Legendary Show Names Need To Be Retired

Walk into any sports stadium and you’ll see them. Retired numbers, hung up in the rafters or on the fences. Retiring those numbers honors the greats of that particular sport. No player on the Chicago Bulls will ever wear the number 23. No player for the 49ers will ever wear number 16. No player for the Boston Red Sox will ever wear number 9.

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In our sport we have the same legendary riders and horses. Of course riders don’t have numbers that they keep from show to show, nor do horses.

But horses do have show names.

Some show names are unusual and unlikely to be reused. Take Rox Dene or Isgilde for example.

But others are more common, and pop up in current day, their owners likely unaware they’ve christened their mount with such a meaningful moniker. I’ll be judging the children’s and in walks a horse that’s announced as Master Dan or Cap and Gown. I’ve gulped when listening to the announcer say, “Now on course, Touch of Class.”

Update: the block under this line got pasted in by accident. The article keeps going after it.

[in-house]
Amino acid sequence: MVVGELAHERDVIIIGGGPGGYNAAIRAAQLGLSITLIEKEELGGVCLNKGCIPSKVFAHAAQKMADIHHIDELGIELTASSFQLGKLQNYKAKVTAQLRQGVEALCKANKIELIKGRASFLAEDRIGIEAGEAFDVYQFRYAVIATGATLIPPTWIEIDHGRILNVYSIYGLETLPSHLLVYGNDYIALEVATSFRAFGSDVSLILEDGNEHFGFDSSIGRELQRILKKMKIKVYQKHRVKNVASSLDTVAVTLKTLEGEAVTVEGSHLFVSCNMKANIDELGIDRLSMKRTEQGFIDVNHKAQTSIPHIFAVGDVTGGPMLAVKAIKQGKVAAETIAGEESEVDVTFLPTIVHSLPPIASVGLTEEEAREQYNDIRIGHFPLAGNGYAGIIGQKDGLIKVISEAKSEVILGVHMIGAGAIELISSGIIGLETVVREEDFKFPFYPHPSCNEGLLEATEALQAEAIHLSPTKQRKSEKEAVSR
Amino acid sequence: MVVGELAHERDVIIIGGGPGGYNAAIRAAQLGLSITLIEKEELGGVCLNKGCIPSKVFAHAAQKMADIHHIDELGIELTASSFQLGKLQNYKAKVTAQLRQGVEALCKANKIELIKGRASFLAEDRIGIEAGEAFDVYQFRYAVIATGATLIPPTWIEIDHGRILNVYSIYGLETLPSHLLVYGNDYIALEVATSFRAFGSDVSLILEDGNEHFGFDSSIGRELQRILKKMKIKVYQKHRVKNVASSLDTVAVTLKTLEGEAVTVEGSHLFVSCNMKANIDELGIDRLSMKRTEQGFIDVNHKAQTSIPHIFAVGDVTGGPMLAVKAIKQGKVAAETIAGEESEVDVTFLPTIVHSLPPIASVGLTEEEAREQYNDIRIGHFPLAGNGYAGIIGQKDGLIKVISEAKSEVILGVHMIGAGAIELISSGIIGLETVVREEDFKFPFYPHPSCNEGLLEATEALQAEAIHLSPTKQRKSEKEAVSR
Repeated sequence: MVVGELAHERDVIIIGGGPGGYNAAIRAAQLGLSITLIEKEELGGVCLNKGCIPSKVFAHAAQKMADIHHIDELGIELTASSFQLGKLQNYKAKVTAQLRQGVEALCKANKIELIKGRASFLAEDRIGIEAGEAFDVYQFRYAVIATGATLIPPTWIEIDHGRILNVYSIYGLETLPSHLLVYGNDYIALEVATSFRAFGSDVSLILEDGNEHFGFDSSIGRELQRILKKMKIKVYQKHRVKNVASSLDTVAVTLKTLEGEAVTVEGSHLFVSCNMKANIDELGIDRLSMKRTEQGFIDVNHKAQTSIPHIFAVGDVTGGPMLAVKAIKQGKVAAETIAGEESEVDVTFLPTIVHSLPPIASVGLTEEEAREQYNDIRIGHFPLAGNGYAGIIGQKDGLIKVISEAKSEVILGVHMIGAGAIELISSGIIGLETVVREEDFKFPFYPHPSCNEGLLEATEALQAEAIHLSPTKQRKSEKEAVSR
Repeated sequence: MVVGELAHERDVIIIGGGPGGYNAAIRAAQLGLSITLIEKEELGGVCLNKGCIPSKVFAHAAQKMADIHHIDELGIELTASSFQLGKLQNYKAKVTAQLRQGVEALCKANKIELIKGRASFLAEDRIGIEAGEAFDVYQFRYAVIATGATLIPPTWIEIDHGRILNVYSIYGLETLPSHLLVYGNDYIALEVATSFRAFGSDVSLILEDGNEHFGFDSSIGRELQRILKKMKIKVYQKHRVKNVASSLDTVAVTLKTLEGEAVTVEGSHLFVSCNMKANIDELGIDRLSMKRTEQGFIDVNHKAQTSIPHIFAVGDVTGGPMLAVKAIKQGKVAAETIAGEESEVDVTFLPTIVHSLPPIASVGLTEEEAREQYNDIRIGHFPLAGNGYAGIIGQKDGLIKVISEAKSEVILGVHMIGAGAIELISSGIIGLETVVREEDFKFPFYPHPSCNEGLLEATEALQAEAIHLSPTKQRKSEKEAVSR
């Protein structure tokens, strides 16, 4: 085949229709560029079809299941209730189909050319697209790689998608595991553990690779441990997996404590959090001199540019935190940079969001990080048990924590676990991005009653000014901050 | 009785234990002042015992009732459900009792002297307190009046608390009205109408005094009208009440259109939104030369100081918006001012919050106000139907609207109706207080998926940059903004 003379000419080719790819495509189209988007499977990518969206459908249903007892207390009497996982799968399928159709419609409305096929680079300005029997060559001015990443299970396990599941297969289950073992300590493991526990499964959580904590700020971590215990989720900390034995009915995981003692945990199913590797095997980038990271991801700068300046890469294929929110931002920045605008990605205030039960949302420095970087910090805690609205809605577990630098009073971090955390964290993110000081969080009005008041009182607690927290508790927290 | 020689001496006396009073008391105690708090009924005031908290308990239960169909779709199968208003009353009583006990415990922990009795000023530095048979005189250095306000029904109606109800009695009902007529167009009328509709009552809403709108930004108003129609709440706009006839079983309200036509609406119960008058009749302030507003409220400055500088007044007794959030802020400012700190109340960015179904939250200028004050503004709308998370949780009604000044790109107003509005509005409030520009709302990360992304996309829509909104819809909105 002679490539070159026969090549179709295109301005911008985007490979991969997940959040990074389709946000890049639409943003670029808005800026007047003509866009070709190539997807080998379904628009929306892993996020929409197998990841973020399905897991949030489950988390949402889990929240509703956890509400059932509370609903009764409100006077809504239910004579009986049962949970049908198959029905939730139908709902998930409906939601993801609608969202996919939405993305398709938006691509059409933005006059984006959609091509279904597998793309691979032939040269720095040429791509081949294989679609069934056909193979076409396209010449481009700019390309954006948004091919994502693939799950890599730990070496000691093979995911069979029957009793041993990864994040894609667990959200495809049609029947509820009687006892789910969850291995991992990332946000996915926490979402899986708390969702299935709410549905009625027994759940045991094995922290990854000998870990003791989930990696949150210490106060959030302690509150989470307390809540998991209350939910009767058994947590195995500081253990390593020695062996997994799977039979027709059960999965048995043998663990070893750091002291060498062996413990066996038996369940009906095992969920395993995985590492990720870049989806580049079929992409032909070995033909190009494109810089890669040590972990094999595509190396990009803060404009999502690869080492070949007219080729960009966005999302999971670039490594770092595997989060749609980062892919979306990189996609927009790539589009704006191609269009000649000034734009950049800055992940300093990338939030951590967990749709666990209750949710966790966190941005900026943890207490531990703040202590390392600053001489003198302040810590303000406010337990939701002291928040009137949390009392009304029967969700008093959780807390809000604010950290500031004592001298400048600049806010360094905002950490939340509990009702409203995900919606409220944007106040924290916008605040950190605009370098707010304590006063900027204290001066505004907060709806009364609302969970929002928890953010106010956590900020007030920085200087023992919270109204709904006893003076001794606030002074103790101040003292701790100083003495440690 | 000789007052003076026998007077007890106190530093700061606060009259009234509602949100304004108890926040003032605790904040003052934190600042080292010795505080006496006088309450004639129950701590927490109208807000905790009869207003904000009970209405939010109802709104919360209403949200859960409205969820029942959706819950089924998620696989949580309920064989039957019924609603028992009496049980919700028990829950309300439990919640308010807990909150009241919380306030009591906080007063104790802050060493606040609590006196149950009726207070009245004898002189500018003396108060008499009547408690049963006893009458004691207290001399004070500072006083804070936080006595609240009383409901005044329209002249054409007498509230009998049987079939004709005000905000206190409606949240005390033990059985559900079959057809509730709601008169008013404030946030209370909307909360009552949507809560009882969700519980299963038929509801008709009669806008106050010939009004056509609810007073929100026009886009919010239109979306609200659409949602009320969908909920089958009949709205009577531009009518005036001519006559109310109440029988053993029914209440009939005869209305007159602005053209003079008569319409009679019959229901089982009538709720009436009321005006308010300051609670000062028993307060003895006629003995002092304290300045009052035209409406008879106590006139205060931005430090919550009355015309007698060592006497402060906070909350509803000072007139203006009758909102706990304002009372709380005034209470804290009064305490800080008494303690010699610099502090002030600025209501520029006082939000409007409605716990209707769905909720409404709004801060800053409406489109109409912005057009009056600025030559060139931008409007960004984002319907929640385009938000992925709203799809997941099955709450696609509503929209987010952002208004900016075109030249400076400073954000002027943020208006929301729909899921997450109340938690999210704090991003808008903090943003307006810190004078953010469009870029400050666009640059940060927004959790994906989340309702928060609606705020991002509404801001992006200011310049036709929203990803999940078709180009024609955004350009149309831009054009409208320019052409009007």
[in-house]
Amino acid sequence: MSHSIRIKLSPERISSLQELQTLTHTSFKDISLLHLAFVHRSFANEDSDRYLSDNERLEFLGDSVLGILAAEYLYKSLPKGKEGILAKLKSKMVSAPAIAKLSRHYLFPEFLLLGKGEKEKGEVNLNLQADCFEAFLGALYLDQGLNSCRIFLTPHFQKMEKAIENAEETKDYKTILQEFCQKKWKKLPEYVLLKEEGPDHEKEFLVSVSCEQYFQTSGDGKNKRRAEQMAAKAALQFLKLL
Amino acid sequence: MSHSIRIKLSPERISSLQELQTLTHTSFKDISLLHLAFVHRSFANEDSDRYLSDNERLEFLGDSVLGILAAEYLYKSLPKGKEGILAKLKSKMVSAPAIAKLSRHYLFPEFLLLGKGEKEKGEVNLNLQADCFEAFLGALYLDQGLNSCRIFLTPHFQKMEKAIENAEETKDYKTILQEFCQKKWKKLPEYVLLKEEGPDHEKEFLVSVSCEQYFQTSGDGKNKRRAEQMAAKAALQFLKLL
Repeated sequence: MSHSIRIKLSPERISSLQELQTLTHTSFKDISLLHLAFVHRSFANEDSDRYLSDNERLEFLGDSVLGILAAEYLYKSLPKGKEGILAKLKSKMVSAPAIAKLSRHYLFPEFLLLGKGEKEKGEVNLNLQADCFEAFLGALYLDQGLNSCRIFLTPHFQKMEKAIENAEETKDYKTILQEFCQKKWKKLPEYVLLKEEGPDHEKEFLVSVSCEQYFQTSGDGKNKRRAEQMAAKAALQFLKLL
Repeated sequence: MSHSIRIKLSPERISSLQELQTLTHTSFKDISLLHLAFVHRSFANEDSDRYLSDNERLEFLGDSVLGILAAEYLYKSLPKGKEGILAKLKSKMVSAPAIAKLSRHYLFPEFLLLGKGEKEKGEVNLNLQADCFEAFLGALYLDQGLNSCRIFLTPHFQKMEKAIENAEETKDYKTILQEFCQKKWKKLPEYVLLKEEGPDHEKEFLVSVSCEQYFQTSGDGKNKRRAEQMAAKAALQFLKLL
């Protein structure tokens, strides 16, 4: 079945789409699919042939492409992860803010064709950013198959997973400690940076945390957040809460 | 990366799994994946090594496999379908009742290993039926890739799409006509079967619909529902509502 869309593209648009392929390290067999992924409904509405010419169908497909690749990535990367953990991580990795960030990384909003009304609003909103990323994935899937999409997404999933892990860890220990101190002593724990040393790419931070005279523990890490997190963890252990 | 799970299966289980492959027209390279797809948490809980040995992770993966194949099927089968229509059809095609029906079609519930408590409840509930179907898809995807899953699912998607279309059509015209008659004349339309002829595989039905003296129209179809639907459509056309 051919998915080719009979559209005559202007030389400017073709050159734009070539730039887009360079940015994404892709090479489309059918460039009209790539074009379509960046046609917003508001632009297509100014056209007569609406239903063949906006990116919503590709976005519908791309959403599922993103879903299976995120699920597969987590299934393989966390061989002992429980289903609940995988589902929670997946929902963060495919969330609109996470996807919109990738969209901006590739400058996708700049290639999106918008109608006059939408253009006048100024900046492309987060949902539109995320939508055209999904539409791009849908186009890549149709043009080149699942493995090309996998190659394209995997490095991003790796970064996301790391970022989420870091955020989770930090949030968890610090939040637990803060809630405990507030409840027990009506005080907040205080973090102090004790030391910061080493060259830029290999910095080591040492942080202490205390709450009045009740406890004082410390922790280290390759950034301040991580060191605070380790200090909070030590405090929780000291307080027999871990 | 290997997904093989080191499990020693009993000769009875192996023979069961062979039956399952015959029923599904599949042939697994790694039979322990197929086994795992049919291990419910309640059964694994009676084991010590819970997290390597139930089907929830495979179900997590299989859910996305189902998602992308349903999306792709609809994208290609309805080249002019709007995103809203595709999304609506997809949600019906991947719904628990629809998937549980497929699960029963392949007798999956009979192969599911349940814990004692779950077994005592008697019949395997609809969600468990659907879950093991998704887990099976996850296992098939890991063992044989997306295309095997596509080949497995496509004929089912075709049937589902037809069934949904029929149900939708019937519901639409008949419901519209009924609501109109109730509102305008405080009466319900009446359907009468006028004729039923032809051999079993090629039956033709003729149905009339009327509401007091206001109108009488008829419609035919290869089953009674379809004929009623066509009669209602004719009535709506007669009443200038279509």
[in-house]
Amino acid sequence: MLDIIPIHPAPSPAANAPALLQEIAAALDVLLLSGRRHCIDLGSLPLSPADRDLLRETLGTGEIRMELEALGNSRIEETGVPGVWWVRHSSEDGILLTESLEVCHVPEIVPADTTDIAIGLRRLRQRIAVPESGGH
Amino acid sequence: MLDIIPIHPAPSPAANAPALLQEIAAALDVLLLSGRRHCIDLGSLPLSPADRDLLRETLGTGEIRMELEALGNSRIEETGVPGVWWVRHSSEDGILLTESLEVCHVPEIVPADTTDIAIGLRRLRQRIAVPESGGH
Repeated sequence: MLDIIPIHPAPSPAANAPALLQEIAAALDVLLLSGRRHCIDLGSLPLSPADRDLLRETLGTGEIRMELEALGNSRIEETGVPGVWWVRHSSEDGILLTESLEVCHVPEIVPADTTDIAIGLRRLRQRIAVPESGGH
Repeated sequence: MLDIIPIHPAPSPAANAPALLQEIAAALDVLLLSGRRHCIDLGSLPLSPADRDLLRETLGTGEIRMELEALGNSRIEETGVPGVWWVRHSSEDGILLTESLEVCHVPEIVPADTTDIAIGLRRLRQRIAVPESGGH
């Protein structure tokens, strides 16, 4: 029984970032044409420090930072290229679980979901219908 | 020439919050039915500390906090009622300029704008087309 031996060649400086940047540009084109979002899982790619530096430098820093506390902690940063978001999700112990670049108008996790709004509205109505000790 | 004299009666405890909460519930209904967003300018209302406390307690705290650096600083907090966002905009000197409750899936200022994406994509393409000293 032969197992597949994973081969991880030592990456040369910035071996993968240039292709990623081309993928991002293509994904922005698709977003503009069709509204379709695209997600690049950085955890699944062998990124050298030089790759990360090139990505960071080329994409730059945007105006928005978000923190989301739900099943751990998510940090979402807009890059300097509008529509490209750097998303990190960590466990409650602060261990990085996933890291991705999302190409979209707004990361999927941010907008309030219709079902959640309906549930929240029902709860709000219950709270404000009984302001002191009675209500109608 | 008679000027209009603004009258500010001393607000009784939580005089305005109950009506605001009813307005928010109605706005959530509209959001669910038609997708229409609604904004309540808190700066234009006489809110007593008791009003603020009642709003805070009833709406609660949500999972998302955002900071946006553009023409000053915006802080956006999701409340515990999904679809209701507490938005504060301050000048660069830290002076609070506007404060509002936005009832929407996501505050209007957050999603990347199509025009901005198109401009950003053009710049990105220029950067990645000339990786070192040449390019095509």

Horse racing often names stakes races after turf legends, as Belmont Park has done for 1980 champion Just A Game.
Horse racing often names stakes races after turf legends, as Belmont Park has done for 1980 champion Just A Game.

That’s where the USEF could step in and retire certain names. Only the best of the best–the horses inducted into the Show Jumping Hall of Fame or the Show Hunter Hall of Fame.

At the very least there could be a web page with a list of the most famous horses and ponies for people to refer to so they don’t make the same mistake.

Touch of Class (courtesy of Phelps Sports)
Touch of Class (courtesy of Phelps Sports)

Certain shows could even have names “retired” on their walls–shows where that horse won year after year. The Idle Dice Open Stake at Devon has this idea in mind.

Why should we not truly honor the greats of our sport?

 


About the Author

Kim Ablon Whitney is an ‘R’ judge in hunters, equitation and jumpers. Her latest novel is Hunter Derby.

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